The opening of a 15,000-acre dump for low-level radioactive material in Andrews County is taking the pressure off of a Utah site that had been accepting the bulk of the country’s radioactive waste.
Salt Lake Tribune reporter Judy Fahys trekked out to the new dump—owned by Dallas billionaire Harold Simmons of Waste Control Specialists—and offered this description:
All you can see from the bottom of the massive pit is sky—big, blue desert sky. Concrete and plastic sheets blanket its squared sides, and a gravel road slopes up one wall to the red clay rim.
Though its shape is strangely precise, most people call this a dump. And someday the army of trucks that now scurries around its perimeter will fill it neatly with containers of radioactive waste from around the country.
What happens to the waste once it gets there? Well, it’s placed “a network of specialized cells—massive bowls carved 100 feet deep into the vast, flat West Texas desert. Dug out of hard-packed red clay, the disposal pits are swathed in steel-reinforced concrete and lined with heavy-duty plastic,” Fahys writes.
Fahys, in her sprawling piece, notes that, prior to the opening of Waste Control Specialists’ site, just three others existed in the country:
Two—one in Washington state and one in South Carolina—are strictly limited to taking waste from just 14 states. That leaves EnergySolutions’ mile-square site in Clive, Tooele County, to serve the bulk of the nation’s disposal needs. And it has. Nearly 97 percent of all radwaste shipped to commercial disposal in the past 20 years has wound up at the EnergySolutions site 80 miles west of Salt Lake City, according to the U.S. Energy Department. Roughly three dozen states had no practical alternatives for the radioactive discards from hospitals, universities, government cleanups and industrial plants, including everything but the fuel rods from nuclear reactors.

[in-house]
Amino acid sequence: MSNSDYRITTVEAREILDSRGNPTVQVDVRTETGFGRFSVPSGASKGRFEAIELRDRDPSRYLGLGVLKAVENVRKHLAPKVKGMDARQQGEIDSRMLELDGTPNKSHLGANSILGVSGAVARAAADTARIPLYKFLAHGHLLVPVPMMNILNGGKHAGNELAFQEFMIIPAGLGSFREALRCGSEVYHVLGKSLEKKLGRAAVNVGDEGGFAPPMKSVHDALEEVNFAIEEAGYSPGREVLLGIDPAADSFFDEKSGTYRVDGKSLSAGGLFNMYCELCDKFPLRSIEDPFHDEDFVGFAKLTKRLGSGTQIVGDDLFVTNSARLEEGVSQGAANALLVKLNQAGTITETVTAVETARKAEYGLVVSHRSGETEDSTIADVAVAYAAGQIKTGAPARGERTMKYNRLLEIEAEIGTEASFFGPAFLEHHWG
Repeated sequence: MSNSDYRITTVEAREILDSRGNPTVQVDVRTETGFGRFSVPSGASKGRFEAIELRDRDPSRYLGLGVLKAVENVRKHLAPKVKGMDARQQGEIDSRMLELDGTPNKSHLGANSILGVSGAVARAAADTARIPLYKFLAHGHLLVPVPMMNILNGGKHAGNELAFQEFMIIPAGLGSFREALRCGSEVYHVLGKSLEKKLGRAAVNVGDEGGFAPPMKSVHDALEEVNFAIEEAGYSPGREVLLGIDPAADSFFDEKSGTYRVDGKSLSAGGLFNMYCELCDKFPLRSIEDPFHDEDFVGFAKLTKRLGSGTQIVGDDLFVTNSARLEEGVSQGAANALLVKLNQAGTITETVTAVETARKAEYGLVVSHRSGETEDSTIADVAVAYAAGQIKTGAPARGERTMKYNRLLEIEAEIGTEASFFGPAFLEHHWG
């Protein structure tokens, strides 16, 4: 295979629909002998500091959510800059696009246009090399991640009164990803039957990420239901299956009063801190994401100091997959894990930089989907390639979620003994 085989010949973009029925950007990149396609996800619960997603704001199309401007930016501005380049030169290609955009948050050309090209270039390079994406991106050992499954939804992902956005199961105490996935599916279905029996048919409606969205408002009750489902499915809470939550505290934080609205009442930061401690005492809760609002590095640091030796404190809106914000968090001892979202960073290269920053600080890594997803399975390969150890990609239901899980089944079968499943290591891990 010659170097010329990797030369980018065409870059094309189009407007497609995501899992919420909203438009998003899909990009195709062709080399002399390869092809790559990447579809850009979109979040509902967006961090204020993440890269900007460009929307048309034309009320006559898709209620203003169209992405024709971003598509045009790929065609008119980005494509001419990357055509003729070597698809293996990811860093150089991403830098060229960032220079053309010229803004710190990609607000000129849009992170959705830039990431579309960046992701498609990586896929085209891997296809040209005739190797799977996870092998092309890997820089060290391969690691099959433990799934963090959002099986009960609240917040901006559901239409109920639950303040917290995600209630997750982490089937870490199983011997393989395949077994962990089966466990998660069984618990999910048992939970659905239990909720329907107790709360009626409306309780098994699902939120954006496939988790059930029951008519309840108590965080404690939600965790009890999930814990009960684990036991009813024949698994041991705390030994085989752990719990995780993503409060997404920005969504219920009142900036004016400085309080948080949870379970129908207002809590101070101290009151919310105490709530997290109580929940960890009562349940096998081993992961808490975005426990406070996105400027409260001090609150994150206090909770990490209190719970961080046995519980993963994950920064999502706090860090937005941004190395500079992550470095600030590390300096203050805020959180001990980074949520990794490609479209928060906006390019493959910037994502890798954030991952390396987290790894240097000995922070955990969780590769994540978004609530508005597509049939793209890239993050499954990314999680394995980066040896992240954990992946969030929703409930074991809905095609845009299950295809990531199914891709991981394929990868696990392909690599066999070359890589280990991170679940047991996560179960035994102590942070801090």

The Texas dump is good news for waste producers–hospitals, powerplants, etc–who have been sitting on radioactive materials for years. But it benefits Utah, where politicians have been reluctant to expand the types of waste that the EnergySolutions site accepts, most of all.
Texas’s site cost $500 million to build and accepts waste from 38 states. Unlike EnergySolutions’ dump in Utah, the Texas site can accept a “full range of low-level radioactive waste—classes A, B and C.” (The Utah site can only accept type A, but has been under pressure for years to expand what it takes.) So, in other words, “Utah is no longer